First of all, who is the hunk on the cover in the black jeans standing in the forest hubba hubba?
This is a dazzling two song ripper. These might be the actual longest songs that McCoy has ever been part of. The first side alone clocks in at nearly 4 1/2 minutes. I mean, gosh, his wrist must’ve been so tired. I bet he had to wear a wrist brace for a week. The song doesn’t feel long and does not lose interest. Yes, of course it dark. Yes, of course it’s creepy. Right around halfway to two thirds in, a haunting keyboard creeps in the background just to make things a bit more ominous. To be honest, I was listening to this and was compelled to look up the church of Satan. For real, I was. I wanted to find out what the seven fundamental tenants of the satanic church are. And then I remember that I was trying to listen to this record and I went back to listening. I again found myself looking up things about the origin of Satanism… I’m not sure if there’s any connection but maybe there is.
On the flip we have another 4 1/2 minute plunge into what I am now calling GothCore or HardGoth or HopelessCore or HardSad, still spit-balling names but I’m pretty sure it’s going to be a thing.
I write this with all honesty, I would really like to see this band live. I’m betting it would be terrifying and transformative. I joke here and there but I’m being honest when I tell you that this is amazing. I’m reminded of Fundamental tenant number five: Beliefs should conform to one’s best scientific understanding of the world. One should take care never to distort scientific facts to fit one’s beliefs.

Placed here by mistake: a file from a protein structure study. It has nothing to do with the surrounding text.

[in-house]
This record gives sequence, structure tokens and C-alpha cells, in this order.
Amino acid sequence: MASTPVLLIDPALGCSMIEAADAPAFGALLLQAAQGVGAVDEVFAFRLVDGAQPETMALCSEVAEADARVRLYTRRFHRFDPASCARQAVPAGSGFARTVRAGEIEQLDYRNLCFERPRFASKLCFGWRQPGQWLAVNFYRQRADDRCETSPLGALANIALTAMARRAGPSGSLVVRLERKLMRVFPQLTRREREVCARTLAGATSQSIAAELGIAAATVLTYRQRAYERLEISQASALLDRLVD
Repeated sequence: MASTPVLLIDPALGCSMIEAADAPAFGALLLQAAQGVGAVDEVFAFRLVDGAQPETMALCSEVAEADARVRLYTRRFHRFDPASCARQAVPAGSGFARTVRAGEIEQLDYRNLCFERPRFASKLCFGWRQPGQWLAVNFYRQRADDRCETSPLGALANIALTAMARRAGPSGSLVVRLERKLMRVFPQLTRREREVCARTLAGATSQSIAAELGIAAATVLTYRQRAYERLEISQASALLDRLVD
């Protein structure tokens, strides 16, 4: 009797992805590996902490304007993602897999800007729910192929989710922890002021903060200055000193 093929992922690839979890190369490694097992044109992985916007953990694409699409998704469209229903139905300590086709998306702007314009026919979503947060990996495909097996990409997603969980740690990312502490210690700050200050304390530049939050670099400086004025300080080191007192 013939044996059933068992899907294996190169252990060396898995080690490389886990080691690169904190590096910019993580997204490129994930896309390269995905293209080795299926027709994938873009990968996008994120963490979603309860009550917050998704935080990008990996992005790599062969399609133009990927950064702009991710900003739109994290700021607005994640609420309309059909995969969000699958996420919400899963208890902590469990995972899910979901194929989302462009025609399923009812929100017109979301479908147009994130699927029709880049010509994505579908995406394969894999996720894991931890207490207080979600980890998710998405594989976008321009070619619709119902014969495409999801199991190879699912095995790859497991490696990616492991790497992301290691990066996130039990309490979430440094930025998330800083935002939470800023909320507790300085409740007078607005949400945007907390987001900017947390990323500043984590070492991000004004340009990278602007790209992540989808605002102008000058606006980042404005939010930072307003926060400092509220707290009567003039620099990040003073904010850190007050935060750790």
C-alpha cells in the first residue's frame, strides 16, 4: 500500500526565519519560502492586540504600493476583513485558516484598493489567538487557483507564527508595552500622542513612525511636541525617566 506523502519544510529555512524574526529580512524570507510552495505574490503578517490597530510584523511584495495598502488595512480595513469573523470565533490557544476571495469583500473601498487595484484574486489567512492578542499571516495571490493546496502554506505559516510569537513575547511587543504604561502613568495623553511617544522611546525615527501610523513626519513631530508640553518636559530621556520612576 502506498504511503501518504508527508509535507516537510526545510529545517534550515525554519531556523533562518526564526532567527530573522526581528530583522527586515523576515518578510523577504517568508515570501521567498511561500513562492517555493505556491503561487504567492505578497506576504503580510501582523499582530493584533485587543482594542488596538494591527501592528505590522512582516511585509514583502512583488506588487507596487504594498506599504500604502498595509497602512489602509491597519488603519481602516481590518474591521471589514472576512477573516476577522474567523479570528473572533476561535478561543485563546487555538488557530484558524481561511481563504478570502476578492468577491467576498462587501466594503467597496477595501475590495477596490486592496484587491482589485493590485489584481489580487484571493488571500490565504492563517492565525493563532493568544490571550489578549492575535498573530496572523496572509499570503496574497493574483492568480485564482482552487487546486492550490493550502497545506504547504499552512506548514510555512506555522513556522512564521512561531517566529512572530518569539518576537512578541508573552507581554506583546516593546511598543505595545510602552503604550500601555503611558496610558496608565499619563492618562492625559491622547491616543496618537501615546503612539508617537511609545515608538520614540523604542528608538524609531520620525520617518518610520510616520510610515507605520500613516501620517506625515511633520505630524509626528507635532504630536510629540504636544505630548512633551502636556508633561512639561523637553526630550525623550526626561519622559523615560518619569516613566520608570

After hearing this record, I believe in the science and have concluded that we are doomed.
Dropping a needle on this, I am immediately taken aback by what a powerhouse this band is. I grab the lyric/credit insert and realize this isn’t a band in the traditional sense at all! This is just two best buddies hanging out in their pajamas making some great hardcore music.
The one guy, Matthew, probably called his friend James and said – Hey James I have all these poems that I think would be great songs
The other guy, James, probably, said – Hey Matthew, that’s funny you should call me on the telephone right now because I have all of these songs that need some good poems put on top of them
Almost the same way that a Reese’s peanut butter cup went from an idea in the ether to America’s favorite milk chocolate cup filled with peanut butter snack. The artwork is, as is the usual, stunning and complicated. The full color printing on a transparency of a gruesome eyeball, worms and skull headed spiders gives the sleeve a 3D effect. If you were one of the lucky ones that picked up a test pressing you received a Youth Attack crayon pack and a coloring book of adorable little bears being tormented by horrific demons. These 6 songs are over before they start. I think I’ve flipped this 4 times in a row now and it’s nonstop. Couple quick thoughts about a couple of the standout songs for me. “Veil II” I think is maybe a good Mother’s Day song. I would suggest picking this record up and sitting down with your mom on the second Sunday of May and read along together. Also, in the song “Clarity I” they use the word “bloody” so these two fellas might be English, as in from the UK.
8 blazing late 80s NYHC style tunes that (if they were a little less muddy) would fit perfectly on Where the Wild Things Are or Big City’s One Big Crowd comp. It’s the same program on the flip but that’s great because these first are catchy and leg-bouncing similar to Uppercut, and Raw Deal (Killing Time). My favorite track on here is “You Let Them Win”. The song starts off mid-tempo and then has some group shout out parts and I’m a total sucker for “unity” style vocals. One other thing that sets this apart is the packaging and artwork. The cassette itself is clear with images inside that give the tape a View-Master feel, and the j-card is a booklet with overlapping art. All in all, it’s a very great way to wrap up this glob of McCoy releases. (JD)